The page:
Parks board discusses term limits, attendance rules
By Sam Elliott
Term limits, attendance rules and the status of standing committees were among the topics covered during a special meeting of the Carmel/Clay Board of Parks and Recreation on July 28 to discuss its bylaws.
Board members were split on whether or not to implement term limits, one of the topics that led to a review of the bylaws.
“I don’t think anybody should be in an office for an extended period of time,” board member Richard Leirer said.
Board member Jim Garretson agreed, proposing limits such as no officer should serve more than three years in a four-year span or four years within six years, but the board wasn’t unanimous and no final decision was reached.
“In principle, term limits are extremely important in certain instances,” board member Wendy Franklin said. “In practicality, you need more discussion to figure out how that looks with the way people go on and off of this particular board.”
The board’s vice president feared term limits could hamper the Park Board’s effectiveness unnecessarily.
“If you have somebody like Jim, who’s president, he has a tremendous amount of experience to lead us as a board,” Taylor said. “If you limit that and there are a bunch of new people appointed to the Parks Board, you’re going to lose all that experience and history and guidance that was provided if we put an arbitrary term limit in.”
Another proposed bylaw debated involved setting attendance standards, specifically stating, as proposed, that members with less than 75 percent attendance the preceding year would not be eligible to serve as an officer unless the Park Board agreed unanimously to allow it.
Setting the cutoff at 60 percent or two-thirds was also discussed, but some board members were wary of using the bylaws to set a tone for attendance.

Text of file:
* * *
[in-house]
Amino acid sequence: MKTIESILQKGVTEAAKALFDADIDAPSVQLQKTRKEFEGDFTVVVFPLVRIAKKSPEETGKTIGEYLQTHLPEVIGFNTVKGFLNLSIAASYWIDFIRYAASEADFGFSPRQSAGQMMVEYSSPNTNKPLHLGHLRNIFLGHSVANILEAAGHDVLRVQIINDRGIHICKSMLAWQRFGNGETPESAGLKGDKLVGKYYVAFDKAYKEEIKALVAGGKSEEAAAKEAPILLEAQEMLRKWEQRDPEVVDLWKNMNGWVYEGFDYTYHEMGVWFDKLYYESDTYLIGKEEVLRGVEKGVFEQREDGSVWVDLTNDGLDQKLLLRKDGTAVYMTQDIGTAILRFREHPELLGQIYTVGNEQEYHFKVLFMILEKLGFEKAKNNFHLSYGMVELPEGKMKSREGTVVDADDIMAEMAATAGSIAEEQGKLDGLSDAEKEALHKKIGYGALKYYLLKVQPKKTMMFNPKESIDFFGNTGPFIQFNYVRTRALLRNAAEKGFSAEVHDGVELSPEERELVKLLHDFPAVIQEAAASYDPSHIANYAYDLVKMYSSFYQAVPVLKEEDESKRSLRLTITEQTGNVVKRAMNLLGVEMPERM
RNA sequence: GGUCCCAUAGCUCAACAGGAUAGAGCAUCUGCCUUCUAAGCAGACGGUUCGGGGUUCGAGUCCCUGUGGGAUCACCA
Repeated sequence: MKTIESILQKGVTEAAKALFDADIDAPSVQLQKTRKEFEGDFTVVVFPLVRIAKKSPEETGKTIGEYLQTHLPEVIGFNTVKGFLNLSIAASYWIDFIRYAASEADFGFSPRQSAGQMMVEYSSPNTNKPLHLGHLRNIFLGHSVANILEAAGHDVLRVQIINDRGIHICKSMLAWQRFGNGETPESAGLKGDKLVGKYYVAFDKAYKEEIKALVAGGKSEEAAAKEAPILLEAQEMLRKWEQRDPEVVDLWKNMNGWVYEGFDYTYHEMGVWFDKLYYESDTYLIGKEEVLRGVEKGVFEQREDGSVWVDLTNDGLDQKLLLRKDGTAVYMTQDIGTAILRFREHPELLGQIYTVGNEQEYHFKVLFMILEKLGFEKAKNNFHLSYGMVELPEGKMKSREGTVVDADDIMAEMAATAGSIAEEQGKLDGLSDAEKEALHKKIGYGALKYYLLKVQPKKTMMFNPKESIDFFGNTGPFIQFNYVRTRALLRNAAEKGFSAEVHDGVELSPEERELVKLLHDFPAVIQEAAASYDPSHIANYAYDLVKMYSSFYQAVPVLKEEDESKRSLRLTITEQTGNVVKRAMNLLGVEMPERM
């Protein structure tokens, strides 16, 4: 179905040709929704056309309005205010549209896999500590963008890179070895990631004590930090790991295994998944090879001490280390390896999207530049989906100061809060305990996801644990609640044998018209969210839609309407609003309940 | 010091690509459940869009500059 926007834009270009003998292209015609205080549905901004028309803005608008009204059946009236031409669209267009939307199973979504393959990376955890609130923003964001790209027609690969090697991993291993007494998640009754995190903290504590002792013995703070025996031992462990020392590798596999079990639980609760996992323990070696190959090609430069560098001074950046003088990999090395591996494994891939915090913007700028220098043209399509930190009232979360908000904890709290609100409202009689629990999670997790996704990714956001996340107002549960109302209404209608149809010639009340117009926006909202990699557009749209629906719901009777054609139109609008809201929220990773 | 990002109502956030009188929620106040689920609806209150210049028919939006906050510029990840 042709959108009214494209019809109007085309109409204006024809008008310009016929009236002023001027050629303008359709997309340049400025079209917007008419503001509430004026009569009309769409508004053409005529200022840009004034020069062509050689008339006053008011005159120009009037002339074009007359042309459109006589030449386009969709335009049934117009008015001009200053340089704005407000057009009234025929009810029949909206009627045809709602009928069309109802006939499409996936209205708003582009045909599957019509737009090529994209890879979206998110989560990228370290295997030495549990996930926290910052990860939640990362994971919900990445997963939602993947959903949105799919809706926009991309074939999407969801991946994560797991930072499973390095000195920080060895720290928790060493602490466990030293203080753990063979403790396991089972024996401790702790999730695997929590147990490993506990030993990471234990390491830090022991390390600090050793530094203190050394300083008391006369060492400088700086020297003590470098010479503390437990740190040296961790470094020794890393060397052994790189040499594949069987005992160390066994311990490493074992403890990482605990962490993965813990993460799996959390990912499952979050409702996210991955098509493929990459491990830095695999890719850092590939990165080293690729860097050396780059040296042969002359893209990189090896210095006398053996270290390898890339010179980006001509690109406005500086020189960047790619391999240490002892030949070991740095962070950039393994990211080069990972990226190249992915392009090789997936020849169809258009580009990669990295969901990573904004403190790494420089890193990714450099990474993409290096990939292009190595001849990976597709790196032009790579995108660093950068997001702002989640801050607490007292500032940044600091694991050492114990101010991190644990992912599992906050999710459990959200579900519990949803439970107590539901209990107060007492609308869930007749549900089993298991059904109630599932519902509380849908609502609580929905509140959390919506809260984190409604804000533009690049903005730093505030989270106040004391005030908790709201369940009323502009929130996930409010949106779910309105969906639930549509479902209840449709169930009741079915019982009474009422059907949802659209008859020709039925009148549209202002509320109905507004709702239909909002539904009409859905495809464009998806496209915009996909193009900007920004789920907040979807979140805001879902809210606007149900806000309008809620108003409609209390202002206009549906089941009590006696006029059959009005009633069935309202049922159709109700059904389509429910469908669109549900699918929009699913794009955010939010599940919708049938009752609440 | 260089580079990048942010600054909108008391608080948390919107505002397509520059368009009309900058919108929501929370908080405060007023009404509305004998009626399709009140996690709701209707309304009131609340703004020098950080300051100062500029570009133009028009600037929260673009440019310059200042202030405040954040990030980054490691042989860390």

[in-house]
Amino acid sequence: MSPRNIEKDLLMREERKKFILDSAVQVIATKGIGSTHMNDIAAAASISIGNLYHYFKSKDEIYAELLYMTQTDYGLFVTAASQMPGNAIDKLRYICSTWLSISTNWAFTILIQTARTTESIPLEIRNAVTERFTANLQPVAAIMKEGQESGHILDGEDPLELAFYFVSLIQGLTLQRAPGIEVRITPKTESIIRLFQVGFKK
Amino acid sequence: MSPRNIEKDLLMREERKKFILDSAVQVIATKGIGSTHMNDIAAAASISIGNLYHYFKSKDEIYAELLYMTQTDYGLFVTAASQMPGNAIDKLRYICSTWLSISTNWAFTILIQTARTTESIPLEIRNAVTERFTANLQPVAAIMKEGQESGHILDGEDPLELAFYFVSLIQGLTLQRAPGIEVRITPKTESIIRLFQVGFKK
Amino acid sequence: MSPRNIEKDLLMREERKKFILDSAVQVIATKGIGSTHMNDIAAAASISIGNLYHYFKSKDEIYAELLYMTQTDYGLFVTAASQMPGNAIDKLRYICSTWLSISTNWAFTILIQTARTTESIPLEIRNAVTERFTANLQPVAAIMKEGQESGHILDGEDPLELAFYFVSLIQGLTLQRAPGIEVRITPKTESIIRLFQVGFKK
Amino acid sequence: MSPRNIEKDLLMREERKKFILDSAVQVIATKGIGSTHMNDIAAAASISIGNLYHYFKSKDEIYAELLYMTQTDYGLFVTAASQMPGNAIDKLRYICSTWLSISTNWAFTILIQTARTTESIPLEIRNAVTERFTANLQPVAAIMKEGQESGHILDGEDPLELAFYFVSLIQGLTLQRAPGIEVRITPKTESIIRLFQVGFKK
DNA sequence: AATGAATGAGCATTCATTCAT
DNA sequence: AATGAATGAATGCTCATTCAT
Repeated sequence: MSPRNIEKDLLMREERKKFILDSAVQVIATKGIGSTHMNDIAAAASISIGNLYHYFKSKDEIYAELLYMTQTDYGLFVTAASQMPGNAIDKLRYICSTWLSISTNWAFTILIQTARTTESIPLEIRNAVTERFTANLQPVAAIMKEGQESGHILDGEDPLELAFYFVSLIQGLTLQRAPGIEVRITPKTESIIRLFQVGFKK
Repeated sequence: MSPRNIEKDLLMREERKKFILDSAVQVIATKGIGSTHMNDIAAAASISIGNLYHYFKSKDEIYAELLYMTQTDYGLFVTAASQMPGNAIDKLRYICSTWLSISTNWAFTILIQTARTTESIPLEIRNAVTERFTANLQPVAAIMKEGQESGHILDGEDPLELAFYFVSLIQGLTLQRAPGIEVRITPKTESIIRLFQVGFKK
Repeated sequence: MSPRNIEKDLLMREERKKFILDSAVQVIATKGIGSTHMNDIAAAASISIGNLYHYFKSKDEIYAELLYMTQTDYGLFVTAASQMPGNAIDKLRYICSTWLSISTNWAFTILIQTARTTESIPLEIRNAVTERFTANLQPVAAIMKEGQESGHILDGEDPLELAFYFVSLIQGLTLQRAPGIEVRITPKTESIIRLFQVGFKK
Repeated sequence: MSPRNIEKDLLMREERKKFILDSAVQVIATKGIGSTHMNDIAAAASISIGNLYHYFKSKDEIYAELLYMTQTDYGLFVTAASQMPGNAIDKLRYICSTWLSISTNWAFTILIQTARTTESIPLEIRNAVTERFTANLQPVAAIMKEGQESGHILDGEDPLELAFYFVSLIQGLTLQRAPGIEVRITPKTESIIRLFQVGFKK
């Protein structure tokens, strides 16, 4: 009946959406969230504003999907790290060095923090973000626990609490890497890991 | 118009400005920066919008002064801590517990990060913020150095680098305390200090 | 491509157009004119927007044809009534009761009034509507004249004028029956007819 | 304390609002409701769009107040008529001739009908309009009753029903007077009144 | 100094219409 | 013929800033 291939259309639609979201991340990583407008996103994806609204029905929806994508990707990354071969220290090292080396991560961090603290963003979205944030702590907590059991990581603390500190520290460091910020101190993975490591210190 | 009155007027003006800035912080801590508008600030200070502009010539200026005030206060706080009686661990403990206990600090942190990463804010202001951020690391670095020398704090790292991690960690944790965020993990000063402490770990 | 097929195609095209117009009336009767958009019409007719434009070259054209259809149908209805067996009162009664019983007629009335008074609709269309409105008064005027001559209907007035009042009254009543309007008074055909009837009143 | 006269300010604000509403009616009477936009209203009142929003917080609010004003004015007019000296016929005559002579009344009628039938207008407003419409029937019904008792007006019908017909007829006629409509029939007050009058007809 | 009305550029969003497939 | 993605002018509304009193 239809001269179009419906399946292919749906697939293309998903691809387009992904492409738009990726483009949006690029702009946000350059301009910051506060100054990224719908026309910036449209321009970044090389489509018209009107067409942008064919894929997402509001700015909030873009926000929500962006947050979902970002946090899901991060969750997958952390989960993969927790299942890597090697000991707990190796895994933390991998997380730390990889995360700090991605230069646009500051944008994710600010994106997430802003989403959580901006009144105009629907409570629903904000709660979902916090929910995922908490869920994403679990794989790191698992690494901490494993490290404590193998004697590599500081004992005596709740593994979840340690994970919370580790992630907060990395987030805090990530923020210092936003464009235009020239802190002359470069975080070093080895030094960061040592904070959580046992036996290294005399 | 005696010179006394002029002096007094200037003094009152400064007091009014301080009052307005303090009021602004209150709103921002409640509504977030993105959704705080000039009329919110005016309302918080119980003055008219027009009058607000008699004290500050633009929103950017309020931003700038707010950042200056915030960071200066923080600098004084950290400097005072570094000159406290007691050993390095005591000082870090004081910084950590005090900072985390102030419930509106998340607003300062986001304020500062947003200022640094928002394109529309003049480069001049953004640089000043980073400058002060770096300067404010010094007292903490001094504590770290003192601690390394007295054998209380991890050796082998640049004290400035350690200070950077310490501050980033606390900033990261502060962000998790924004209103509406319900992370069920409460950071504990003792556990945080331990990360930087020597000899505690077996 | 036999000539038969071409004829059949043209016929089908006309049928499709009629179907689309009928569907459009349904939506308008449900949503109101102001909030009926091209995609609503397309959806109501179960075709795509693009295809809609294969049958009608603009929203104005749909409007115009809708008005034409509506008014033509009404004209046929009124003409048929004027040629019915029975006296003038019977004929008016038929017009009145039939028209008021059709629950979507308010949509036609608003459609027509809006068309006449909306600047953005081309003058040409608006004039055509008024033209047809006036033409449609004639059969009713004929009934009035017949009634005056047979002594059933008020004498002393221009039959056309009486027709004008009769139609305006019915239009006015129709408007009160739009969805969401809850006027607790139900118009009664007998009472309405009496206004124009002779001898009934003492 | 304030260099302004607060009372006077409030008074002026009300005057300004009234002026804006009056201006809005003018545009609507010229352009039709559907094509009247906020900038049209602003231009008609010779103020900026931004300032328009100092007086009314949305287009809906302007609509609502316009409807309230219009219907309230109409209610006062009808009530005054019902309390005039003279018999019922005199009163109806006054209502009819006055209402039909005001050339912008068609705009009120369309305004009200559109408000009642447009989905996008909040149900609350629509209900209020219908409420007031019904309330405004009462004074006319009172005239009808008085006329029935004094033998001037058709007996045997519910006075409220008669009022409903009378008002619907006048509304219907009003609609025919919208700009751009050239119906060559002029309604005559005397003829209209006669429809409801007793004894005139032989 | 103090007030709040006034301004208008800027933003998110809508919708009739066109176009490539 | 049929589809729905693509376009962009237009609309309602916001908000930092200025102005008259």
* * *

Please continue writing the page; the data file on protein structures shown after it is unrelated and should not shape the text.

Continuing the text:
Ultimately, the Board voted that an attendance policy should be in the bylaws, but the specifics have yet to be set.
“We see this Park Board as important, so anyone who is elected as an officer should take it seriously enough to be able to attend the meetings,” Franklin said. “If you can’t attend the meetings, you shouldn’t be an officer. It’s questionable that you should even be on the Board.”
Certain duties of the board president, what defines an eligible member when it comes to filling officer vacancies and naming the treasurer to all committees with financial implications were among the additional bylaw topics discussed and agreed upon Tuesday.
Board members also debated the necessity of standing committees within the Parks Board, with some officials seeing no point in continuing them if they weren’t meeting. Others saw no harm in keeping them sustained and serving as a channel for relaying information.
The alternative to standing committees would be to have the board or its president establish committees as needed.
After more than two hours of combing through the language of new and revised bylaws, vice president Rich Taylor moved to adjourn and continue the talks following the board’s next regular meeting on Aug. 11. Action and full approval on the bylaw changes could take place at that regular meeting, too.
The board’s bylaws, first established in 2003, were last amended in 2011.
“Bylaws are enacted to help a body govern itself in addition to its constitution,” said Deb Gresham, attorney for the board. “The Park Board’s constitution is essentially the inter-local agreement and then any state law that applies in addition to it.”
The Park Board isn’t legally required to have bylaws — and didn’t from 1991 to 2003 — but has conducted itself according to the bylaws’ guidelines and has made changes since their inception depending on the board’s activities or needs.
“The creation of these bylaws was rooted, I think, in the need for organizing board action and to spread the work among the different board members based on their interests and strengths and what we needed at the time,” Gresham said.